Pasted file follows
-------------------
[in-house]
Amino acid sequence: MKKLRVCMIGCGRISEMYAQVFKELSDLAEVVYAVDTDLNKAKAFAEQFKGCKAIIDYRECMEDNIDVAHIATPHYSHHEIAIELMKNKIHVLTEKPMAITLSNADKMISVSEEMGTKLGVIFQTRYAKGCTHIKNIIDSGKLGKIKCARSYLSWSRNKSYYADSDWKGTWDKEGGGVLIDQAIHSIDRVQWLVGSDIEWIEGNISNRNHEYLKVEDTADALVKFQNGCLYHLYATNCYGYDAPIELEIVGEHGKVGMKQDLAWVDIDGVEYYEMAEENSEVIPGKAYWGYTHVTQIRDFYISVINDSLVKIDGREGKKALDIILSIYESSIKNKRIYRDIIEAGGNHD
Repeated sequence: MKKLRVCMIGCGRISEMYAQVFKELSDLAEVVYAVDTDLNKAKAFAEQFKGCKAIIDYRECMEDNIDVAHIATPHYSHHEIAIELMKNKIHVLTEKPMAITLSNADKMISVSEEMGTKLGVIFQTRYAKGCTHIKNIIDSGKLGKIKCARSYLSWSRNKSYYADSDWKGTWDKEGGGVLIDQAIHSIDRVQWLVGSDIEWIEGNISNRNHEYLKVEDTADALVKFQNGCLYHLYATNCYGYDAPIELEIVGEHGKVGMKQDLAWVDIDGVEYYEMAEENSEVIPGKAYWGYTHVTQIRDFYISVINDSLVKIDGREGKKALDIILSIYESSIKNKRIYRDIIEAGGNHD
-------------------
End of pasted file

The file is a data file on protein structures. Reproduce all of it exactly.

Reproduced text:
[in-house]
Amino acid sequence: MKKLRVCMIGCGRISEMYAQVFKELSDLAEVVYAVDTDLNKAKAFAEQFKGCKAIIDYRECMEDNIDVAHIATPHYSHHEIAIELMKNKIHVLTEKPMAITLSNADKMISVSEEMGTKLGVIFQTRYAKGCTHIKNIIDSGKLGKIKCARSYLSWSRNKSYYADSDWKGTWDKEGGGVLIDQAIHSIDRVQWLVGSDIEWIEGNISNRNHEYLKVEDTADALVKFQNGCLYHLYATNCYGYDAPIELEIVGEHGKVGMKQDLAWVDIDGVEYYEMAEENSEVIPGKAYWGYTHVTQIRDFYISVINDSLVKIDGREGKKALDIILSIYESSIKNKRIYRDIIEAGGNHD
Repeated sequence: MKKLRVCMIGCGRISEMYAQVFKELSDLAEVVYAVDTDLNKAKAFAEQFKGCKAIIDYRECMEDNIDVAHIATPHYSHHEIAIELMKNKIHVLTEKPMAITLSNADKMISVSEEMGTKLGVIFQTRYAKGCTHIKNIIDSGKLGKIKCARSYLSWSRNKSYYADSDWKGTWDKEGGGVLIDQAIHSIDRVQWLVGSDIEWIEGNISNRNHEYLKVEDTADALVKFQNGCLYHLYATNCYGYDAPIELEIVGEHGKVGMKQDLAWVDIDGVEYYEMAEENSEVIPGKAYWGYTHVTQIRDFYISVINDSLVKIDGREGKKALDIILSIYESSIKNKRIYRDIIEAGGNHD